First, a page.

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paint removal

Discussion in 'Hardware, Setup & Repair [BG]' started by jjtsucka, Nov 10, 2004.

  1. jjtsucka


    Aug 31, 2004
    aight so after owning my dean for 4 years now it has accumulated more than its fair share of bumps and bruises. so want a fresh start. what i want to is remove the original paint sand down to the wood, i dont want to paint it black again and i want to keep a natural wood finish. so my question is whats this project going to entail, what do i need to take off the clear coat and the actual paint and any suggestion on stains or oils that i could use to keep the natural wood finish, and where can i go for these products?
  2. Franklin229


    Jul 25, 2004
    Northeast USA
    For what it's worth, I'll offer my opinion as if it were my bass. If you are considering a natural finish, you might have to play it by ear as you remove the paint. Sometimes lower quality woods are used in factory painted basses. Also, any gouges, deep scratches etc or glue joints in the wood will effect the look of the bass when a natural finish is desired. So be prepared to change strategy if these things pop up after the paint is removed.
    As far as paint removal is concerned, I would take everything off the body and go with a chemical process. It's a messy job that requires proper ventilation. Any commercial paint stripper, say from your Home Depot, etc would do. I would not sand the paint off because you might wind up sanding some of the character lines, radii down on the body. You might have to do the stripper a few times, then fine sand to get to a smooth finish. Be patient with the stripping process-read the directions and let the chemicals do thier thing. If you want to, you could see if there is a local paint stripper in your area who can dip the body-probably the best solution. Once the body is naked, you can evaluate the type of wood, grain and condition to determine whether the body is fit for a natural finish or not.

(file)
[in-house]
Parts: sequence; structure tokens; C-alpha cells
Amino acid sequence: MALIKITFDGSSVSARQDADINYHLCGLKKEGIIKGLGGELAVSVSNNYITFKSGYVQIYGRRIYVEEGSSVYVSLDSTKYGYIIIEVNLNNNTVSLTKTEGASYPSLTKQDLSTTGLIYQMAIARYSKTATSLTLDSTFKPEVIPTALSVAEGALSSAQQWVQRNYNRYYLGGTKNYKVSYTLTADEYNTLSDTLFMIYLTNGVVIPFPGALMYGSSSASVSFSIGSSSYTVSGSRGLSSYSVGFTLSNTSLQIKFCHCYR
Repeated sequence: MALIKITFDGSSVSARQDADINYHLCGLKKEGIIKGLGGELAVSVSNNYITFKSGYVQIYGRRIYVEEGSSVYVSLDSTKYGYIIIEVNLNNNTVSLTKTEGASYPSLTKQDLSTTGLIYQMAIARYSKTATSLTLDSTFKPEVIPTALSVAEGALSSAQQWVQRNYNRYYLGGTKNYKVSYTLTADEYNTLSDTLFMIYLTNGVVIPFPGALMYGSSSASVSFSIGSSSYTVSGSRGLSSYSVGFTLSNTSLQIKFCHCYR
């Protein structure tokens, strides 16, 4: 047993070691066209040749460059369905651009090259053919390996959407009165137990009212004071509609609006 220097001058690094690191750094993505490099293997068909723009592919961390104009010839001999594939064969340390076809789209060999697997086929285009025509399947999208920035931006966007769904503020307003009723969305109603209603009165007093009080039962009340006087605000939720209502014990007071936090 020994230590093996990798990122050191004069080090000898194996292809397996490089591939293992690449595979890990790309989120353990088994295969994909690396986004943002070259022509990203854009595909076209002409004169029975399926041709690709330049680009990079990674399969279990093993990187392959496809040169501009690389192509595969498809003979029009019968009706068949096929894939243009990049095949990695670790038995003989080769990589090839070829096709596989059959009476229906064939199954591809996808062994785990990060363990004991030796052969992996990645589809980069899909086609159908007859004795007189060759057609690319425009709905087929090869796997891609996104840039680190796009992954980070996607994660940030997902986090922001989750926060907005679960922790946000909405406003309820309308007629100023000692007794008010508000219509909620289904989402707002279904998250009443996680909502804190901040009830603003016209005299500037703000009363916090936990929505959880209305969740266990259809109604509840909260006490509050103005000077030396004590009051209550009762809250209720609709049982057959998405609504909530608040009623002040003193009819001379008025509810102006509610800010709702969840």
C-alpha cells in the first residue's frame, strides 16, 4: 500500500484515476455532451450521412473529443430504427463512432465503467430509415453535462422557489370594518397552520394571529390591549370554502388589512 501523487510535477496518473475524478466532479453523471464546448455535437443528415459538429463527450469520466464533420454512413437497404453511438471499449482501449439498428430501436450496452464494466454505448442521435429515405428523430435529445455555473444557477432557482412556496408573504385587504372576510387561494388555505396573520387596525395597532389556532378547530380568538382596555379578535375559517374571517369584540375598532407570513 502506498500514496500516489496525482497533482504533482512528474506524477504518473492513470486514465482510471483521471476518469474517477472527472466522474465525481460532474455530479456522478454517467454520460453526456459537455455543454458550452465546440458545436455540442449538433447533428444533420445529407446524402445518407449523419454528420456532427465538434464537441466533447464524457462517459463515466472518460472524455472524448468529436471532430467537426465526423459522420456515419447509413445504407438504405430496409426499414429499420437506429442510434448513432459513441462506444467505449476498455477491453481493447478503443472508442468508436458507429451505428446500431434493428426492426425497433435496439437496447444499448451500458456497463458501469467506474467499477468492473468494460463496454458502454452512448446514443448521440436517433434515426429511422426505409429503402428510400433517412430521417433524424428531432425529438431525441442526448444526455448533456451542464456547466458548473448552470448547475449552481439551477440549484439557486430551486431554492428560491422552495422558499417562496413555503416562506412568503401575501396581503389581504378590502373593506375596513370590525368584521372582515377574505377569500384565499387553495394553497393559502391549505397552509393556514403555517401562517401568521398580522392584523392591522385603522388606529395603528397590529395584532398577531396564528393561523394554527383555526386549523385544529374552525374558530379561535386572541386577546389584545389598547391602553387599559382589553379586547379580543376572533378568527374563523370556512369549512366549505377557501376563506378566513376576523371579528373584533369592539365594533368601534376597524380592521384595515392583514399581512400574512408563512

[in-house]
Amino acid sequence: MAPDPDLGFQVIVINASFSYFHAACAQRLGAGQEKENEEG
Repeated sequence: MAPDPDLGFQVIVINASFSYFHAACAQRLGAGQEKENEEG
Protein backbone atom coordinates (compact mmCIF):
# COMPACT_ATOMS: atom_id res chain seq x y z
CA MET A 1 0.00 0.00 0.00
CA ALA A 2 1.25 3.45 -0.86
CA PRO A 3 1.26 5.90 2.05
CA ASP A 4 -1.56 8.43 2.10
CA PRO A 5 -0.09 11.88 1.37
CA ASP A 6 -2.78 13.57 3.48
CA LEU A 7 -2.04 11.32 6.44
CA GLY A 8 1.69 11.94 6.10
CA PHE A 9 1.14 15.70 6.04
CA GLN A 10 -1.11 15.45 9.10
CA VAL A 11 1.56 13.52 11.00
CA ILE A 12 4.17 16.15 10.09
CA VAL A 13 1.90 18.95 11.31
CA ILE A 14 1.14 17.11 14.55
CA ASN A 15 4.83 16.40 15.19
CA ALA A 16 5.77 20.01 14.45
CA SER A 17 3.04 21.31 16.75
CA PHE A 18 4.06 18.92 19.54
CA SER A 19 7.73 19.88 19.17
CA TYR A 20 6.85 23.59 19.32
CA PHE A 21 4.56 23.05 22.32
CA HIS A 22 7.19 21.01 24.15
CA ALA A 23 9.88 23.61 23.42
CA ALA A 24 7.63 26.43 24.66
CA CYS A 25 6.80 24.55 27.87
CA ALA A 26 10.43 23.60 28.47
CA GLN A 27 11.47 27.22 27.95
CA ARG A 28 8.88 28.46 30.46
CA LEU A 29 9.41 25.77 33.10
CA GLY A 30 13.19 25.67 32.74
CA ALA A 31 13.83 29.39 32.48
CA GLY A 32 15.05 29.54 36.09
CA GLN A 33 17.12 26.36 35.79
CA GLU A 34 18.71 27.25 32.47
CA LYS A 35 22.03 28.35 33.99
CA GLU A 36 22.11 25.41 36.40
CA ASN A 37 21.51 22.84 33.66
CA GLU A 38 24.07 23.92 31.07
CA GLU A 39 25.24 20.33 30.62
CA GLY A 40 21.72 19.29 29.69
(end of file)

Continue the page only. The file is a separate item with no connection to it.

3. jjtsucka


    Aug 31, 2004
    thanks for the help
  4. Planet Boulder

    Planet Boulder Hey, this is a private residence...man

    Nov 10, 2001
    6,482 feet above sea level
    I once had impure thoughts. Oh, and I pluck my ear hair.
    Depending upon the strength of the finish, you may ultimately have to resort to sanding.

    I had to sand my old Tune down after trying a number of chemical strippers. NOTHING could cut through! Sanding is dicey, but it you're VERY careful, you can get the job done with minimal errors.

    Also, check out the Luthier's Corner board for many threads on the subject.
  5. embellisher

    embellisher Holy Ghost filled Bass Player Supporting Member

    I wouldn't count on the wood underneath that finish to be very pretty. I sanded the finish off of a bass when I was 17, did a poor job of it and gouged the finish badly, and when I got all the finish off, I wished that I would have left it alone. The wood was very bland and almost totally free of woodgrain or figuring.

    I am moving this to Setup, since it is repair/modification oriented.
  6. Rhythmalism


    Sep 25, 2004
    I stripped down my ibanez, pretty much made out of 2x4's glued together.